Wales rugby centre Jamie Roberts qualifies as doctor

Jamie Roberts
Image caption Roberts says he is looking forward to a few lie-ins after all the hard studying

After a season in which he helped Wales win the Six Nations and also secured a new club in France, Jamie Roberts has finally achieved his other career goal and qualified as a doctor.

It took eight years of study while performing at rugby union's top level with the Cardiff Blues and his country.

He received his final medical exam results on Monday, becoming Dr Roberts.

The 26-year-old, who studied at Cardiff University, said his gut reaction was one of relief.

The player joins a list of illustrious Welsh rugby internationals to have juggled their medical careers with sport - including JPR Williams, Jack Matthews and Gwyn Jones, who all played top-flight Welsh rugby.

Roberts will graduate in the summer before heading off to join Racing Metro in Paris.

"My nickname amongst team-mates has for some time been Doc, and I've always felt like a little bit of a fraud," he said.

"It's nice that I'll finally be able to call myself a doctor."

Image caption Dr Roberts in more familiar guise in the centre for Wales

Roberts said he was now looking forward to a few lie-ins after lots of early mornings in the library before and after training.

"It's been tough but it's been worth every second to achieve one of my main goals in life," he added.

"I am very proud to have finally come to the end of my eight years at Cardiff University's School of Medicine.

"It's a been a long, hard road and I would like to say a huge thanks to the school of medicine for allowing me to undertake my studies, part-time.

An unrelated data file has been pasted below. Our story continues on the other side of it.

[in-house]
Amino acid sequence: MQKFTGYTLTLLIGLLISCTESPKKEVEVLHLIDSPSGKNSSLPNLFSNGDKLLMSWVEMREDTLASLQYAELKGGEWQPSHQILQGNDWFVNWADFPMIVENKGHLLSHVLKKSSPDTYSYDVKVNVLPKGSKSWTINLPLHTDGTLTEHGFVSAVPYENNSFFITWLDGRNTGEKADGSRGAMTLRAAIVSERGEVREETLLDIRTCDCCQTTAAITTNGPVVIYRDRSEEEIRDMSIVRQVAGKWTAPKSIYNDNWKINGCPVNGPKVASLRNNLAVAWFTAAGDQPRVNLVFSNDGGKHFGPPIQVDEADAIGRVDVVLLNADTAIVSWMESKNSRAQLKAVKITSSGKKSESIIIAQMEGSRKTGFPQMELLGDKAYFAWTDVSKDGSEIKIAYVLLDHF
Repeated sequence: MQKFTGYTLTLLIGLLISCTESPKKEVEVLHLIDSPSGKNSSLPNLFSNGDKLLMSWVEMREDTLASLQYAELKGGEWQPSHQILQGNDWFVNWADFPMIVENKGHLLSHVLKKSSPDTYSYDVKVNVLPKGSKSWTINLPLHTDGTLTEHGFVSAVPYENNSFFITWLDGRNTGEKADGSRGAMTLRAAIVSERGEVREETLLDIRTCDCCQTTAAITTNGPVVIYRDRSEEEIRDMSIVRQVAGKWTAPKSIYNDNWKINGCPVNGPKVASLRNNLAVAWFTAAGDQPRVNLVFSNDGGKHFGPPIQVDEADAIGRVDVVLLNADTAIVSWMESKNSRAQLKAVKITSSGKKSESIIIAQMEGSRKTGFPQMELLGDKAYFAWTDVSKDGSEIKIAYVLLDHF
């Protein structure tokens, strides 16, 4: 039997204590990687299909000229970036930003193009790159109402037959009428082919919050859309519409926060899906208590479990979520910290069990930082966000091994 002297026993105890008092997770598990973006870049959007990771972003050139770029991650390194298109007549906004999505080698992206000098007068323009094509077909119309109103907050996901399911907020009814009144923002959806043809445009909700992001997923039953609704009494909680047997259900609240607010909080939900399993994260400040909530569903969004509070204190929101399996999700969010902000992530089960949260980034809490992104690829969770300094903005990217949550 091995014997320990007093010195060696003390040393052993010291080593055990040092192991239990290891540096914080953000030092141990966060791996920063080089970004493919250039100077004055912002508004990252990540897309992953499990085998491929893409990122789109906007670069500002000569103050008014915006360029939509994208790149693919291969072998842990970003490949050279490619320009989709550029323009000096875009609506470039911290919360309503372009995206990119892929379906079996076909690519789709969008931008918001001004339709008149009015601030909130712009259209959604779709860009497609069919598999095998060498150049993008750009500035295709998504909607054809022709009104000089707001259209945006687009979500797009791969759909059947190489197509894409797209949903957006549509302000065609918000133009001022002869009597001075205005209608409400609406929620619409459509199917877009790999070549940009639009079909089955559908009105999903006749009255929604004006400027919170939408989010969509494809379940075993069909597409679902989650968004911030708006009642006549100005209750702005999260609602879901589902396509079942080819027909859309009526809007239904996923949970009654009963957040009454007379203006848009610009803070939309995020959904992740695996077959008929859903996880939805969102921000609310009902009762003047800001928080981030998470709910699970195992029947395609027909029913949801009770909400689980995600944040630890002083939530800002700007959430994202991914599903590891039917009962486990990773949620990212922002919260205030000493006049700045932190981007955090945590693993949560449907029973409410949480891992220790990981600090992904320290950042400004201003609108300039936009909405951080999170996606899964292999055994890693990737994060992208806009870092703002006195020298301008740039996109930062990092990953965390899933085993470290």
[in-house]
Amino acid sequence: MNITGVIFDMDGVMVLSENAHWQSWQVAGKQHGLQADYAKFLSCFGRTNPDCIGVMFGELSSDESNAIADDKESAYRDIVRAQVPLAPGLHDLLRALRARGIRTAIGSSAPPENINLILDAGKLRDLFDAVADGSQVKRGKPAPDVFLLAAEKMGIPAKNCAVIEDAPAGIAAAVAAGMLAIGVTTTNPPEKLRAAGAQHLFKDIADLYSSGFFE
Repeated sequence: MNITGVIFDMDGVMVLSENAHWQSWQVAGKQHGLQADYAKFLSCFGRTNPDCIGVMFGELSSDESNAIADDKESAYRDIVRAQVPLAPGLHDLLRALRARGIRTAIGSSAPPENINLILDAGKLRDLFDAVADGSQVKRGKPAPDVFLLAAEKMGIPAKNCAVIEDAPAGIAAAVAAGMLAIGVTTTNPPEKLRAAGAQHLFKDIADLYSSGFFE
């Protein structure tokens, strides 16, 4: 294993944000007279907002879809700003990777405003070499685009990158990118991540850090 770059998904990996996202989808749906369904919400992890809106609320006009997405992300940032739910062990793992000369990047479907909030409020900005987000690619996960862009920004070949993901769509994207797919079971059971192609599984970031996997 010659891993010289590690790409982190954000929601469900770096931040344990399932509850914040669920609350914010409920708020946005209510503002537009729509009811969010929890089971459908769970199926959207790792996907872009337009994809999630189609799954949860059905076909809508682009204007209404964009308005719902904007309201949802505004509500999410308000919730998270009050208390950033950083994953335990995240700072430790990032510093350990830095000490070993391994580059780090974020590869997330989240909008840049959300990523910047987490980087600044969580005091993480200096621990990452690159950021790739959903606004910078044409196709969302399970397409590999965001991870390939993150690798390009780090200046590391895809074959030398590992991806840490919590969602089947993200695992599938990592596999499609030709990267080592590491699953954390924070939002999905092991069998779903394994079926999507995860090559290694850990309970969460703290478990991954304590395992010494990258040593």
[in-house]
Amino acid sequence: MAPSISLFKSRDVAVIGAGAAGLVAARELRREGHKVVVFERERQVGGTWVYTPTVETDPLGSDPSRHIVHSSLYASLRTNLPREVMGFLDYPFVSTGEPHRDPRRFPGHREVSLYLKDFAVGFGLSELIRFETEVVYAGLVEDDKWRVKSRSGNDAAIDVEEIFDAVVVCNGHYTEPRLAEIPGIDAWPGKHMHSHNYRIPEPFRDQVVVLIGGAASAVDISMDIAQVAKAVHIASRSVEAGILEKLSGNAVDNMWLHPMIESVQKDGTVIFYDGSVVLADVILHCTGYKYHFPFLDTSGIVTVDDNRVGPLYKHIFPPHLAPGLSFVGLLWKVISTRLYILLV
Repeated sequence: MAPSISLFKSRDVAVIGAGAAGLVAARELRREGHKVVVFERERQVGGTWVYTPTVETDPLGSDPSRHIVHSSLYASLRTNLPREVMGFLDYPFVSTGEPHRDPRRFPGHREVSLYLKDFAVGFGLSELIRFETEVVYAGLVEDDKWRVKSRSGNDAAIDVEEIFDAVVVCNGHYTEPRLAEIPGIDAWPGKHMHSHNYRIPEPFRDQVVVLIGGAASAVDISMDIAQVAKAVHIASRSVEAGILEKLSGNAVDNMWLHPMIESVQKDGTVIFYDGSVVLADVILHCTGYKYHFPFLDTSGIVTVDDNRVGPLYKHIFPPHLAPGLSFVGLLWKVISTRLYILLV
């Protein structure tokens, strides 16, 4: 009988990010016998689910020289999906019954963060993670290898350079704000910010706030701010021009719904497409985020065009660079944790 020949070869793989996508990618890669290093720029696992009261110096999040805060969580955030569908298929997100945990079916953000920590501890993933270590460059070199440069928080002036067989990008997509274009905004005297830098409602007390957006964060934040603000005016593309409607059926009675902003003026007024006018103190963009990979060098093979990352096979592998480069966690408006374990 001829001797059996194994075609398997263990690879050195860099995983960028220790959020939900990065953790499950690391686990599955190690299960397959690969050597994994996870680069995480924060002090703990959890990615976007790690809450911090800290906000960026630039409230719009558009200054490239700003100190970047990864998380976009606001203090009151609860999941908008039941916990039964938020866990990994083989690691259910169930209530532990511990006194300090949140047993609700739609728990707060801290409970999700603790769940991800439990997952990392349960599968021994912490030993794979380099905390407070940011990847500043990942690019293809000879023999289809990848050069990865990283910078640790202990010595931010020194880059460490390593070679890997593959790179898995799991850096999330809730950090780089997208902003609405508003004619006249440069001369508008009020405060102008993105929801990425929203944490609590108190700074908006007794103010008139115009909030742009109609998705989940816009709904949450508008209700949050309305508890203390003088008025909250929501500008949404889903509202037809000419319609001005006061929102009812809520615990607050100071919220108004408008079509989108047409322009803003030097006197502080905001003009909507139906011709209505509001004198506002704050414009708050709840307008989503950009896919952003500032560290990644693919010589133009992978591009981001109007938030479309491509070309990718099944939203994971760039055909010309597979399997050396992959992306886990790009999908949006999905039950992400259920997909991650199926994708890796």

"I pay tribute to the dean of medicine, Prof Paul Morgan, and all in the undergraduate office for allowing me to balance my studies and rugby and a special thanks to Dr Andrew Freedman for his personal support over the last four years."

Prof Morgan said: "The academic rigour and intensity of studying for a medical degree is challenging for most students - especially for someone juggling with a life as a professional rugby player.

"Jamie would be the first to admit it's been an extremely challenging time but nevertheless it is clear from my conversations with him that it has been an enjoyable experience.

"I am very proud of his academic and sporting successes and pleased to have played a role."

Cardiff vice-chancellor Prof Colin Riordan said: "Cardiff University is rightly proud of our medical students and their successes.

"Balancing the demands of top-class sport with the intensive study required for medicine is not easy, particularly in rugby's professional era.

"It is a tribute to Jamie that he has successfully completed that journey."

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